Previous studies on structural sensitivity compared a deterministic analysis of model predictions based on best-fitted functions ([8,9,11,18,20], among others). Fitting a function to data implies uncertainty in the parameters being inferred, which means that there is additional insight to be gained by considering both parameter and model uncertainty. To perform a probabilistic analysis of model predictions, we first estimate the parametric uncertainty while fitting each functional response to data. This is achieved by a Hamiltonian Markov chain Monte Carlo (HMCMC) algorithm computing the probability P(θf) that the set of functional-response parameters θf = (a(f), h(f)) of function f predict observed data (figure 1ac), assuming a Gaussian noise around f ([29], details in electronic supplementary material, appendix). The probability P(θf) is proportional to the likelihood of θf, and the set of probabilities corresponding to the inferred parameter values is called the posterior distribution in Bayesian statistics. This posterior distribution of θf is estimated by the HMCMC algorithm by learning from available data (figure 1ac). The maximum of this distribution occurs at parameters having the maximum-likelihood and thus giving the best fit to data based on this criterion. Therefore, the HMCMC approach gives the same best-fitted functions as a maximum-likelihood estimation, but it adds information about parametric uncertainty for each function by considering the whole posterior probability distribution (figure 1df).

    Figure 1.

    Figure 1. Results of the Markov chain Monte Carlo estimate of parameters probability densities (posterior distributions) for each function. (ac) Bivariate posterior probability distributions (grey levels) for each functional response parameter, i.e. the likelihood of these parameter values based on available data. Points ‘+’ correspond to parameter values sampled to perform the probabilistic model analysis. Black bullets (one per panel) indicate the parameter values with the maximum likelihood, i.e. parameter values giving the best fit to data. (df) Functional responses fit to experimental data (points ‘+’). The parametric uncertainty from the HMCMC estimation gives a confidence interval (95%, shaded area) around the best-fitted functions (curves). Model uncertainty is derived through the relative likelihood that one function fits new data better than the others, knowing their respective parametric uncertainty. (Online version in colour.)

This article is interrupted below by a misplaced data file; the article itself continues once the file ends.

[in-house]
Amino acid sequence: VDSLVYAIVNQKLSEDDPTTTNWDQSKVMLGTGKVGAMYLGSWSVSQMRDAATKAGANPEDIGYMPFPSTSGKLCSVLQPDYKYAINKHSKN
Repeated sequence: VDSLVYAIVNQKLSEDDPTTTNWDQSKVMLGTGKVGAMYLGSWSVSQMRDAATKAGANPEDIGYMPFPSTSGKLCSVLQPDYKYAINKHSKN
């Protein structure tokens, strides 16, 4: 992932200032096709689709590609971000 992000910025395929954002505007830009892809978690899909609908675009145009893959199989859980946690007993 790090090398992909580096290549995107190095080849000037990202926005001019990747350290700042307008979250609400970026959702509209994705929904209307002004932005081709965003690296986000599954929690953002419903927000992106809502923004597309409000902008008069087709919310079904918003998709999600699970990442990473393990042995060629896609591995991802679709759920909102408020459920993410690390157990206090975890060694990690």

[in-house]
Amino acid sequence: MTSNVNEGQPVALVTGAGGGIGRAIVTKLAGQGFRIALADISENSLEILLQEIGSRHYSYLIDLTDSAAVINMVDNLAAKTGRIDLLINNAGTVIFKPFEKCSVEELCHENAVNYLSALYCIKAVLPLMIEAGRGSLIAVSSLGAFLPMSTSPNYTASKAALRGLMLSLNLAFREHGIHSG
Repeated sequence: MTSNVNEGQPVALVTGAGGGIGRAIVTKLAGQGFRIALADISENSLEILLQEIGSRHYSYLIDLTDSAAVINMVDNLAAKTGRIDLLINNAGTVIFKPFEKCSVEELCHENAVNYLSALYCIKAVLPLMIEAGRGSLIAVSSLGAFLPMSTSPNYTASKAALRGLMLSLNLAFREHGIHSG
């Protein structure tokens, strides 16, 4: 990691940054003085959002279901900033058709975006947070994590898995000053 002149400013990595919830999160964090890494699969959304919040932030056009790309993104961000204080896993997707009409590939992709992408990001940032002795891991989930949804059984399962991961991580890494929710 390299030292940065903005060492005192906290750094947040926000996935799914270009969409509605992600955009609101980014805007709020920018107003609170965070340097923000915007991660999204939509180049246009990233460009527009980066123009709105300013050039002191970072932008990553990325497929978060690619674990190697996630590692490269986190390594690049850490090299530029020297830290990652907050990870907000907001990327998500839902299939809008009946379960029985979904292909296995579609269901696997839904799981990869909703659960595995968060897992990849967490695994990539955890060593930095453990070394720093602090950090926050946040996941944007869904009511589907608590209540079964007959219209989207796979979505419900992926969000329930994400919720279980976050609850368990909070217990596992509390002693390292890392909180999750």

Based on the posterior distribution for each function, we use the widely applicable information criterion (WAIC) to derive Akaike weights which correspond to the relative predictive accuracy of each function—i.e. the probability P(f) that function fF gives the best fit to new data, conditional to the alternative functions that we consider [29]. This relative accuracy can be estimated using any other suitable method than WAIC, without altering our generic framework. For the first dataset, the hyperbolic tangent has the highest probability of 0.572 compared to 0.350 for Ivlev and 0.079 for Holling (exact values may change due to algorithm stochasticity, table 1). Based on that, one could decide to focus only on the hyperbolic tangent as it seems to be the best function. However, doing this neglects the fact that the alternative functions can be a better description of new data with a significant probability (0.428). Our approach hence aims to keep all the alternative functions, and to merge their predictions based on their respective likelihood through the use of model averaging.

    Table 1. Comparison of the three functional responses fit to data on Gazella thomsoni feeding on grass swards, based on WAIC (widely applicable information criterion). WAIC estimates are given plus or minus standard error.

    functional response WAIC difference with best WAIC weights P(f) ranking
    Holling −31.5 ± 9.2 4.0 ± 2.6 0.079 3
    Ivlev −30.5 ± 9.1 1.0 ± 0.9 0.350 2
    hyperbolic tangent −27.5 ± 9.1 0.0 0.572 1

    3.2. Overview of model predictions